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Whether that night's experience taught a lesson of faith to any of the other fishermen we cannot say, but we know that Red Mike's trust was strengthened, and that ever afterwards he could repeat with the greatest confidence the words of the Psalmist, “Trust in the Lord, and do good, and verily thou shalt be fed."
How well it would be if we could all feel the same confidence in our Heavenly Father as was felt by the poor Irish fisherman. It would lighten all our burdens, and help us on till we reached that shore “where faith will be changed for sight.” Here we must have trials, and we may have privations; but we may be sure of this, that if we are real followers of Christ, and children of God, all things, yes, trials and privations included, will work together for our good.
so this happy Christmas season has come round again. It seems but a short time since we, like others, were busy planning and plotting
all sorts of pleasant surprises for that happy morning last year ; and yet let us think with tender sympathy of the many homes where tears must mingle to-day with the smile that would try to conceal them, and of others where there can be no smiles at all, but where want has taken the place of abundance, and vacant chairs look dreary, and where the last Christmas gifts from dear ones now gone are tenderly looked at and treasured as being the very last.
last. For us who have been spared such trials, shall we not ask for very grateful hearts and very tuneful lips, that our song of praise may be deep and true and hearty ? "Open Thou my lips, and my mouth shall show forth Thy praise.” 1
What a busy, often fatiguing and perplexing, and yet always happy time it is, when we try to make, it may be, a little money do a great deal, and busy brains and fingers are called into requisition to make it go farther. There are also such delightful little mysteries going on among the dear children ; the younger ones so pleased to be taken into counsel, and to add their small coins to the larger savings of the elder ones; these elder ones, again, so important, so delighted for this time to go shopping by themselves, and all so carefully keeping the secrets which parents and aunts would not wish to discover.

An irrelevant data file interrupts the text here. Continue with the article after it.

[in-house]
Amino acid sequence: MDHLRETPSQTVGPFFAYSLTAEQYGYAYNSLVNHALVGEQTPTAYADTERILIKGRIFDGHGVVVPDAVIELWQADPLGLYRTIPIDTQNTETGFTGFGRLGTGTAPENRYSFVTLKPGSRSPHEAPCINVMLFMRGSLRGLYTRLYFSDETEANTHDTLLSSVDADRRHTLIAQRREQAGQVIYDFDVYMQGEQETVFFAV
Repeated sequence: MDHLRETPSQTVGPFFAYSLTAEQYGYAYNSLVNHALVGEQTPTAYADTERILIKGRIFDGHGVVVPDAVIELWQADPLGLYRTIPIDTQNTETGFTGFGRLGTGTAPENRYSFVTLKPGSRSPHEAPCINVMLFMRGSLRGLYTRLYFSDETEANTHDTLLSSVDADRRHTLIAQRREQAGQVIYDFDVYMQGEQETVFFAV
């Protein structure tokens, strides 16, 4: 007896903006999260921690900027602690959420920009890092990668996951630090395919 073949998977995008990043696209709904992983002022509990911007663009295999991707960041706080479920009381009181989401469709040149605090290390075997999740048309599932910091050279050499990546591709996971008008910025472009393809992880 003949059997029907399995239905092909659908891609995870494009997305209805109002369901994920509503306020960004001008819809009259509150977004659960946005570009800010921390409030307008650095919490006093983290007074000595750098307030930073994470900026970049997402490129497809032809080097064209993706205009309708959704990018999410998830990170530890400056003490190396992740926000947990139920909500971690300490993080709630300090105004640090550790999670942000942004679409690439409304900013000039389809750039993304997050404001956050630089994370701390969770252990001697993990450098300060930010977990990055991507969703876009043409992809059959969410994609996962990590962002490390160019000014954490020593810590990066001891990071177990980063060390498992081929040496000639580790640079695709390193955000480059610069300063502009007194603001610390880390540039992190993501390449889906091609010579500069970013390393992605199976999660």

Sweeter still is the desire to make Christmas a bright and joyful day to the poor; and here mothers and children and servants can all help and work together, so that the widow and the fatherless, and the sick and the sorrowful, may be cheered by finding that they are not forgotten.
But, after all, surely it is the great gift of gifts, God's “unspeakable Gift” to us, that makes the true joy of Christmas; all the rest are like little sparks shining with
ins] Psalm li. 15.
the reflection of this, “Unto us a Child is born, unto us a Son is given." Let us for a few moments try to enter a little into this wonderful mystery of “God manifest in the flesh,” and as we gaze and ponder we can only exclaim, “O the depths of the riches of His grace.' For what is this Gift? “God so loved the world, that He gave His only-begotten Son, that whosoever believeth in Him should not perish, but have everlasting life.”3 “He spared not His own Son." That Son in whom His soul delighted, and was well pleased. “He who, being the brightness of His glory, and the express image of His person,' made flesh and dwelt among us.
He who was in the form of God, ... took upon Him the form of a servant, and was made in the likeness of men.” 8